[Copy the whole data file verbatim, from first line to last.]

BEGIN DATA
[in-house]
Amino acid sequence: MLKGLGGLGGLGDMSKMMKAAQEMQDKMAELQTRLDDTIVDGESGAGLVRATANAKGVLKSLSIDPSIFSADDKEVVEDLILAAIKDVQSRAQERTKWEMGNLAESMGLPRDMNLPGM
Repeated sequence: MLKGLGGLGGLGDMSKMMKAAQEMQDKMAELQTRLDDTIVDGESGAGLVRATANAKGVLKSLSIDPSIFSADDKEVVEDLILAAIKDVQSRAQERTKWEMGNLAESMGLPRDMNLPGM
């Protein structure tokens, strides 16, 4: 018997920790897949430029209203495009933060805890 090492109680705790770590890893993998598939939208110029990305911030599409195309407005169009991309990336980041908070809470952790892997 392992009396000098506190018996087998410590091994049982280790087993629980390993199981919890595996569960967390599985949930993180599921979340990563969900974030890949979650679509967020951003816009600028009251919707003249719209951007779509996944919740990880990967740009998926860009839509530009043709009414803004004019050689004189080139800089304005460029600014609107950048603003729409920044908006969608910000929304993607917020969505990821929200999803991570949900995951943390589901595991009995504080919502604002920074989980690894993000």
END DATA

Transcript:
[in-house]
Amino acid sequence: MLKGLGGLGGLGDMSKMMKAAQEMQDKMAELQTRLDDTIVDGESGAGLVRATANAKGVLKSLSIDPSIFSADDKEVVEDLILAAIKDVQSRAQERTKWEMGNLAESMGLPRDMNLPGM
Repeated sequence: MLKGLGGLGGLGDMSKMMKAAQEMQDKMAELQTRLDDTIVDGESGAGLVRATANAKGVLKSLSIDPSIFSADDKEVVEDLILAAIKDVQSRAQERTKWEMGNLAESMGLPRDMNLPGM
């Protein structure tokens, strides 16, 4: 018997920790897949430029209203495009933060805890 090492109680705790770590890893993998598939939208110029990305911030599409195309407005169009991309990336980041908070809470952790892997 392992009396000098506190018996087998410590091994049982280790087993629980390993199981919890595996569960967390599985949930993180599921979340990563969900974030890949979650679509967020951003816009600028009251919707003249719209951007779509996944919740990880990967740009998926860009839509530009043709009414803004004019050689004189080139800089304005460029600014609107950048603003729409920044908006969608910000929304993607917020969505990821929200999803991570949900995951943390589901595991009995504080919502604002920074989980690894993000």